Last night, Senator Roger Reinert’s bill (SF2319) related to synthetic cannabinoids, more commonly referred to as synthetic marijuana, was heard in the Senate Judiciary and Public Safety Committee.
Reinert’s bill accomplishes two significant changes. First, the bill reclassifies synthetic cannabinoids as a Schedule I substance. This subsequently increases penalty for the sale of synthetic marijuana with no remuneration to a gross misdemeanor. The penalty for all other types of sales increases from a gross misdemeanor to a felony. If found guilty one may be sentenced to not more than five years of imprisonment, a fine of $10,000, or both.
Second, the bill also updates the statutory controlled substance schedules so they match the schedules maintained by the Board of Pharmacy. The new schedules would reflect lists of known categories of drugs which are typically made to generate new psychoactive drugs. Effectively, the bill attempts to stay ahead of the production of new drugs or chemicals that are being constantly modified before hitting the streets.
Testifying in support of the bill included John Kingrey, executive director of the Minnesota County Attorneys Association, Cody Wiberg, executive director of the Minnesota Board of Pharmacy, and Richard Stanek, Hennepin County sheriff. From Duluth, the testifiers were Gordon Ramsay, Police Chief of the Duluth Police Department, and Kristi Stokes, president of the Greater Downtown Council.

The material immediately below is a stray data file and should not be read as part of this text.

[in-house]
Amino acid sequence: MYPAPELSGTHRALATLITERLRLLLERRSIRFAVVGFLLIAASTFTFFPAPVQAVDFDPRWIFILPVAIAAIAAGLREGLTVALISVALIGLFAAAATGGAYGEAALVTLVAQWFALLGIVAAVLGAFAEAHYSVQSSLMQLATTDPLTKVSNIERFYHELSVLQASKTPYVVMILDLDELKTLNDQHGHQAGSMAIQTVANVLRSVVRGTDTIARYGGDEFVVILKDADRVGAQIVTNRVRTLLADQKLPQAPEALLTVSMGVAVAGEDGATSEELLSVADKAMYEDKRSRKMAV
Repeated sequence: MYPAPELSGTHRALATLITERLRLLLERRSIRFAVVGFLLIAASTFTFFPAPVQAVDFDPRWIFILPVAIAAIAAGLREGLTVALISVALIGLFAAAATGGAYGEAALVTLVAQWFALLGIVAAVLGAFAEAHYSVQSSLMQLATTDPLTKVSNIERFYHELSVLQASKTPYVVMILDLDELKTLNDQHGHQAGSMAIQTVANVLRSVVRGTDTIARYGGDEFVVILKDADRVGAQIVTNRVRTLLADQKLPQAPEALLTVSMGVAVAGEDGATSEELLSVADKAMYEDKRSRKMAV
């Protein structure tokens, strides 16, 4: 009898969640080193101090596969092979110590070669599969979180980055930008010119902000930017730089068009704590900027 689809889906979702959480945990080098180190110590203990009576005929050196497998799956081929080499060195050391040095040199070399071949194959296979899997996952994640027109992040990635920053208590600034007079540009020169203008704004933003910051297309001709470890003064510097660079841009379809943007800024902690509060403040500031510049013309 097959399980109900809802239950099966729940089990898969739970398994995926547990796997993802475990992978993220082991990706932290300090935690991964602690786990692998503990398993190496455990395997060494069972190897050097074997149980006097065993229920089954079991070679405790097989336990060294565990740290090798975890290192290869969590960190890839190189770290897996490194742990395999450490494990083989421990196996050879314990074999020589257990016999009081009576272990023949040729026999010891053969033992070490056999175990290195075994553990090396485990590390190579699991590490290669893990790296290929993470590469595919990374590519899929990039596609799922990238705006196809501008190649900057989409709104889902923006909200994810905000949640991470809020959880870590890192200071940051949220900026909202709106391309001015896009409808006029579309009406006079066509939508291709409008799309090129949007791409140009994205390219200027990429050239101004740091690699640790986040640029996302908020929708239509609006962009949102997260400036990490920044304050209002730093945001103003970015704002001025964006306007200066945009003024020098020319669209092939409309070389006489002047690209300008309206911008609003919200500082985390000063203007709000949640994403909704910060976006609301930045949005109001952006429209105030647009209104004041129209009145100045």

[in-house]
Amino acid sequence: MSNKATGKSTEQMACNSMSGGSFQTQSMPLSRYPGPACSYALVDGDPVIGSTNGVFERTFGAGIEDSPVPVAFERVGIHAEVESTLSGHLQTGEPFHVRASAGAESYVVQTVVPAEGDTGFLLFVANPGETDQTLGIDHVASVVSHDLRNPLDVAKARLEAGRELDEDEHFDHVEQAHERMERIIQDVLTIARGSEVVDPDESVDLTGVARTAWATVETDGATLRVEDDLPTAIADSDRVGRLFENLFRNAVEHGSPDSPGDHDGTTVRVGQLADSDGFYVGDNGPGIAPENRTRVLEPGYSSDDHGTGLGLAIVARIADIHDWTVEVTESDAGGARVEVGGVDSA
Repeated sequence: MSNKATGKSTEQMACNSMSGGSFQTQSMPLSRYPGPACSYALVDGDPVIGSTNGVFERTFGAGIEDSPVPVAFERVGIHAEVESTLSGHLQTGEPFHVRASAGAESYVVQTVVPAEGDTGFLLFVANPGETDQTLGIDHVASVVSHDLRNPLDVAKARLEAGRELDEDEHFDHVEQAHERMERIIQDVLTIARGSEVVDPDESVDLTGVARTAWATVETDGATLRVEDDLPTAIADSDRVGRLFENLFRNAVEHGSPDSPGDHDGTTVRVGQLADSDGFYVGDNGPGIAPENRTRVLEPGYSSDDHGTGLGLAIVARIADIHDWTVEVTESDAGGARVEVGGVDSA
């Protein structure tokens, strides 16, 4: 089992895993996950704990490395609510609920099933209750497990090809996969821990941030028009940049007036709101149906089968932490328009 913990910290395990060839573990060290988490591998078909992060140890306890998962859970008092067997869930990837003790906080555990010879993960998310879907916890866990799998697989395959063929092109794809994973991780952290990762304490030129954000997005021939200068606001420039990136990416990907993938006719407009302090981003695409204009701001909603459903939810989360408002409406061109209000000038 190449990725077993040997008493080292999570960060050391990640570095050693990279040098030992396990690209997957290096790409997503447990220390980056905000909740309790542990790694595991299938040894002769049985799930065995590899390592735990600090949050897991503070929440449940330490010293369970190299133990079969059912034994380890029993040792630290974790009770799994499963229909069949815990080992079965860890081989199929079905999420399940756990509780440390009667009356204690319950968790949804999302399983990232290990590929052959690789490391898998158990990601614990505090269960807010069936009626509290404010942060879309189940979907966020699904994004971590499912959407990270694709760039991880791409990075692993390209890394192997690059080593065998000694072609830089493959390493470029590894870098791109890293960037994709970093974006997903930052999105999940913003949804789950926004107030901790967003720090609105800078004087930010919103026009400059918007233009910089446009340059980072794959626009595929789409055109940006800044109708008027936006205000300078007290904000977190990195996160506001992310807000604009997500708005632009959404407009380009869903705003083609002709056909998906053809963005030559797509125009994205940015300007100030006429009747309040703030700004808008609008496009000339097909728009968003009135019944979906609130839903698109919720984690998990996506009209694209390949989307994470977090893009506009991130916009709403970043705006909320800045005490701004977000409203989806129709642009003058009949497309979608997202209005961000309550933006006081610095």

“You hear it called synthetic marijuana from time to time, but this is more akin to LSD, said Chief Ramsay. “There are enormous safety issues and health concerns for the people of Duluth.”
“There has been significant investment and reinvestment in the downtown Duluth area which is being overshadowed by the negatives associated with the sale of these drugs,” said Ms. Stokes. “We have a jewel of a business district that has seen tremendous revitalization, and these businesses deserve to operate without these interruptions.”
“Synthetic marijuana is obviously a very serious issue in Duluth,” said Senator Reinert. “Our city has seen its negative consequences in the downtown business area and in the local emergency rooms.” Senator Reinert went on to say, “this synthetic garbage is more closely related to meth than marijuana. Because synthetic marijuana is legal, people think it is safe when it’s not.”
The bill passed unanimously and now moves to a vote by the full Senate.